Life and Family

Doing Your Job


Working the Tax Angles

by Jim Park

In the Book of Life, Rule Number One reads this way: if it sounds too good to be true, then it probably is. And that's what many of you might have thought after reading highwaySTAR's account of Don Wilkinson's Winnipeg tax-court victory. Your suspicions are forgivable. It was a significant ruling for truckers, but could it be real?

Well, rest assured, Wilkinson did win his case, and he's already received his refund. We know of another driver who claimed $48 on his TL2 this year. He, too, has already received his refund.

In We're Doing It All Wrong, we expanded on this - and lobbed a grenade into the fray - by suggesting a pretty easy way to fatten your bank account: the very ordinary per-diem meal allowance. It's a scheme that few carriers or owner-operators have ever considered for some odd reason, but it's utterly routine for hundreds of thousands of other workers. And an absolutely legal way to make a substantial difference in your monthly your cash flow and after-tax earnings.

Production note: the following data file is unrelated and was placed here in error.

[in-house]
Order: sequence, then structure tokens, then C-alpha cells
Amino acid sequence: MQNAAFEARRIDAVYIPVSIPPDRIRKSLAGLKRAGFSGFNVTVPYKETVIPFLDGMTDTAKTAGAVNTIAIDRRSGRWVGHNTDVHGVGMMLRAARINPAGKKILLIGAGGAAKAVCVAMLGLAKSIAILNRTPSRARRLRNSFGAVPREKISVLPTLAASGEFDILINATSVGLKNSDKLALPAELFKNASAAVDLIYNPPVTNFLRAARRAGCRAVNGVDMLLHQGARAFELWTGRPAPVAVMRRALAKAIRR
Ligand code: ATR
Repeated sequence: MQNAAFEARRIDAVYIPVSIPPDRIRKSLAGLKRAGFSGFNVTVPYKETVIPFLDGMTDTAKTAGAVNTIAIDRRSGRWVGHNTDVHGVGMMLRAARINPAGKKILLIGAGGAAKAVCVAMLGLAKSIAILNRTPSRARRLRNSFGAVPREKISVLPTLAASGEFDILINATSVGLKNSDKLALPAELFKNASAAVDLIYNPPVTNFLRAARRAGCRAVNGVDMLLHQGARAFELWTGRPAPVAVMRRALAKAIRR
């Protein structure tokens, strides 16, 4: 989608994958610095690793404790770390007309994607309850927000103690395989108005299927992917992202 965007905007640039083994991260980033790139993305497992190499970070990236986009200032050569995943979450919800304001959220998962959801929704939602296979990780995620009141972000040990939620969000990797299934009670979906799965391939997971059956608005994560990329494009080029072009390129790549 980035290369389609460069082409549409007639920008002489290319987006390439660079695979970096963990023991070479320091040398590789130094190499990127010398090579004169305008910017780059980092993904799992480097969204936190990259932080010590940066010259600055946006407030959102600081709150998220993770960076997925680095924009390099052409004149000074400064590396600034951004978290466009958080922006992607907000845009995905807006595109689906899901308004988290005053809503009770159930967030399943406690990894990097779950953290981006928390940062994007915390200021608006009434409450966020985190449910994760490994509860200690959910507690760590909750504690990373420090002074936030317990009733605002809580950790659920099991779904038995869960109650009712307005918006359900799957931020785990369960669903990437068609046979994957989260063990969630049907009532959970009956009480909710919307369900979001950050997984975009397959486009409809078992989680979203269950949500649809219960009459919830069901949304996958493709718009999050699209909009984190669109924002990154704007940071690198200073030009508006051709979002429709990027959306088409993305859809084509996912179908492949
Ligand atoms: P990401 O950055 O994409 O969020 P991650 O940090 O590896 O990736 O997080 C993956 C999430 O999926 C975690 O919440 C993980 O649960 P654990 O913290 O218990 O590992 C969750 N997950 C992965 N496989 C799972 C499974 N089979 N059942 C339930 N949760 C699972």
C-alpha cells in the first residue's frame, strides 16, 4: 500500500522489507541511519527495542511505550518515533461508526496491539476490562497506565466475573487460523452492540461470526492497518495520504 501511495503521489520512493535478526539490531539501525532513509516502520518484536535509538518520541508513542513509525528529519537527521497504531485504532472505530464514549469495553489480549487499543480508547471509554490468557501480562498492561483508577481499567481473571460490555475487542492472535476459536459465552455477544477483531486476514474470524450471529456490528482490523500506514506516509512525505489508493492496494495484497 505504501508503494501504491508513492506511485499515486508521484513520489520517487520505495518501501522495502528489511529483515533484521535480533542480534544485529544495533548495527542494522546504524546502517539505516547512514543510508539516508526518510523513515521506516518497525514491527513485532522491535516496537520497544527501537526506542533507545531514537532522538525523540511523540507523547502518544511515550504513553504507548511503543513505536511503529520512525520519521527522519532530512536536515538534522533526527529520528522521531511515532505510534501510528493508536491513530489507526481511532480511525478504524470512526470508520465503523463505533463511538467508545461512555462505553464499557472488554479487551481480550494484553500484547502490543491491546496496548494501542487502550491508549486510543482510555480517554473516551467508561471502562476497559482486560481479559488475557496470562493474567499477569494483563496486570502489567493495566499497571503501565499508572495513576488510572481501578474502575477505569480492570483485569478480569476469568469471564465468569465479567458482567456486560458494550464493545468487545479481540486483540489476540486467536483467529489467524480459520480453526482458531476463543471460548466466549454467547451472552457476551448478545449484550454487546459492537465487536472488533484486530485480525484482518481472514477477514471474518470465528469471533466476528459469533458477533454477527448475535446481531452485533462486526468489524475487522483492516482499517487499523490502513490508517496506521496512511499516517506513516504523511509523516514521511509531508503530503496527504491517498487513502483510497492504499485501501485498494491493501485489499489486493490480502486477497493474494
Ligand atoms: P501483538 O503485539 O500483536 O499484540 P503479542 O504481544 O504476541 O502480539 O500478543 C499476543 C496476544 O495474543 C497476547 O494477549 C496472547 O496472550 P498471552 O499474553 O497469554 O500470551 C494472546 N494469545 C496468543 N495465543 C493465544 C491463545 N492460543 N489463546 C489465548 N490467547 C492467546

We were amazed, but not really surprised, by the number of calls and letters we received about those two stories. Many offered congratulations to Wilkinson on his victory; many more expressed concern that their own tax preparers were reluctant to follow Wilkinson's lead. It would seem that any tax preparer who isn't doing everything possible to serve his client's interests may be looking out for the wrong party.

We also got the following message from a major tax-preparation firm about the case via Pam Wilkinson, Don's wife, who received it in response to a previous enquiry: "The Canada Customs and Revenue Agency (CCRA) does not consider this case to be precedent setting. Consequently, taxpayers who wish to claim more than $11 per meal should be prepared to be reassessed. However, as is evident from the Wilkinson case, they could very well be successful in their appeals. It should be stressed that transport employees can always claim more than $11 per meal by keeping their receipts and claiming under the detailed method."